This year, you might be having a smaller Thanksgiving celebration with the members of your quarantine pod, and you might be wondering how it will feel any different than the meals you’ve already shared. Don't be discouraged! You can still make the holiday feel festive. Here are some fun ways to mix things up.
Make place cards and a seating plan
For as long as I can remember, my family has made place cards for Thanksgiving. We’ve done acrostics and pictograms. We've made word searches and collages. We’ve created an intricate alphabet where every letter is represented by a symbol and you have to decode your name. We’ve used magazine clippings of celebrity photos whose first names are the same as guests. We've written out song lyrics that include each person's name. It’s always a highlight of the day, and one we take very seriously.
Feel free to borrow one of these ideas. Or, if you have young kids, just have them scribble write everyone’s names on a place card. Or if you have someone who’s artistically inclined—or, even better, not artistically inclined—have them draw photos of each guest. It’s a fun way to start the celebration, and if you’re like my family, you can save them and look at them years later.
Let everyone choose a recipe to add to the menu
Make the menu collaborative by letting each person choose a dish. Provide a category and some parameters—"side dish that’s heavy on the green vegetables" or "vegetarian main dish that doesn’t include nuts," for example—so you don’t end up with six different versions of mashed potatoes. And if someone chooses something out of left field, just go with it. It might just become a new tradition.
Get “dressed up”
I, like many of you, have spent most of the last seven months in pants with expandable waistbands. (I’m really in trouble if full-body views start becoming a thing on Zoom.) Having a dress code for the meal—even if it’s just asking people to wear jeans—will make it feel different from the others you’ve had over the last several months. And you can always change back into sweats as soon as you eat.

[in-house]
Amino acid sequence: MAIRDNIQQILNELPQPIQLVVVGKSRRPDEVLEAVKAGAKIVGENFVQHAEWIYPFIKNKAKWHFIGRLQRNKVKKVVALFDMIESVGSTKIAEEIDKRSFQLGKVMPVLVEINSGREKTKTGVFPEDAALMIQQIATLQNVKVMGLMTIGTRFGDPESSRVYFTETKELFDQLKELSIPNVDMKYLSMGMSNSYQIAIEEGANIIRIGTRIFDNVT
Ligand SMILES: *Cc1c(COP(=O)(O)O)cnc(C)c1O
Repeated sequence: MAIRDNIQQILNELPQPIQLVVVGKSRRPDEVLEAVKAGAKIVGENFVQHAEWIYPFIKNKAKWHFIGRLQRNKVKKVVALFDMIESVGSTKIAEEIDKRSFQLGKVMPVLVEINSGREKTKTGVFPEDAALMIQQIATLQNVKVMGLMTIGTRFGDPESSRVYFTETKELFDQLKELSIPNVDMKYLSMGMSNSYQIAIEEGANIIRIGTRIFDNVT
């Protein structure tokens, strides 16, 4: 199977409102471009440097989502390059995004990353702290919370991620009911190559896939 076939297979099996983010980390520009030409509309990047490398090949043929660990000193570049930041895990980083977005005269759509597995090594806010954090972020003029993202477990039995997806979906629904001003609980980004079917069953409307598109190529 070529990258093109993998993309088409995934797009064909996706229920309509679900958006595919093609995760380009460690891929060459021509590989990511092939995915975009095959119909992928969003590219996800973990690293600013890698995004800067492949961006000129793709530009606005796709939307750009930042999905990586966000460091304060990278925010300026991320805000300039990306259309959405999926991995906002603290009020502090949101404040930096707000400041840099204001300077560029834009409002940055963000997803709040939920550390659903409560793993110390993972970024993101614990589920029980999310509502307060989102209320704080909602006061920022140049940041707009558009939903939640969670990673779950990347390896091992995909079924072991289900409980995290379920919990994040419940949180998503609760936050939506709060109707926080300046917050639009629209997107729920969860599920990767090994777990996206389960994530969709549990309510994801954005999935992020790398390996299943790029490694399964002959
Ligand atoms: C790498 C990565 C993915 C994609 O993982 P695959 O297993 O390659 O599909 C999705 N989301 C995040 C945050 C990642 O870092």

Make the cooking a team effort
Does a member of your household have an aversion to cooking? Now is the time to have them face their fears. There are lots of small but important tasks that can help someone get more comfortable in the kitchen. Recruit them to mash potatoes, make cranberry sauce, halve brussels sprouts, or roll out pie dough.
Have everyone “arrive” like you haven’t been living together
On Thanksgiving day, designate someone as the host, then have everyone else go outside and ring the doorbell when guests would normally arrive. Have the host greet them like they didn’t just see them five minutes earlier. Pour drinks. Pass around the appetizers. Make it feel like the festive start to a special occasion.
Make a playlist
Get contributions from everyone, or assign this to someone who doesn’t want any part in the actual cooking. There are lots of things that go into making a meal feel festive, and music is one of the most important.
Have a signature beverage
This is another opportunity to be creative. Warm fall flavors are perfect for cocktails and non-alcoholic drinks. Make up one of your own or grab a copy of our first-ever cocktail book, How to Cocktail, and get our recipes for big-batch classics like mulled wine and holiday punch, and originals like the Fireside (brandy, spiced syrup, citrus bitters, and apple) and Autumn in New England (sage, maple syrup, bourbon, apple cider, and cider vinegar).
Zoom with others
I know we all have Zoom fatigue by now, but it’s still the easiest way to see people without getting together in person. And don’t just limit yourself to the actual meal; hang out over Zoom while you’re prepping the food. Talking to someone you don’t see every day is a great way to distract you while you’re peeling potatoes for mashed potatoes.
Do a dessert exchange with people you trust to do it safely
If you have friends or family nearby who aren’t joining you for the meal, arrange a dessert exchange. You can decide on the recipes together, or be surprised. Just make sure everyone is aware of any food preferences or allergies, and remember to follow the CDC guidelines so you can indulge without worry.
Plan a non-eating activity
Most turkey trots are cancelled this year, but you can always plan an epic board game throwdown or puzzle party. Or even better for this year, gather some notecards and stamps and have everyone write to friends and family you haven’t been able to see in person this year.
Get the best Thanksgiving recipes, tips, and product reviews in our 2020 Thanksgiving Guide, and check out more helpful holiday information below.
- 25 Fresh and Colorful Side Dishes to Brighten Up Your Holiday Spread
- 6 Ways to Prepare Your Kitchen for Thanksgiving Well Before You Start Cooking
- Thanksgiving Sides That Can Be Made with Ingredients You May Already Have
- Simple Thanksgiving Recipes for the First-Time Cook
- Common Thanksgiving Challenges and the Recipes That Help Solve Them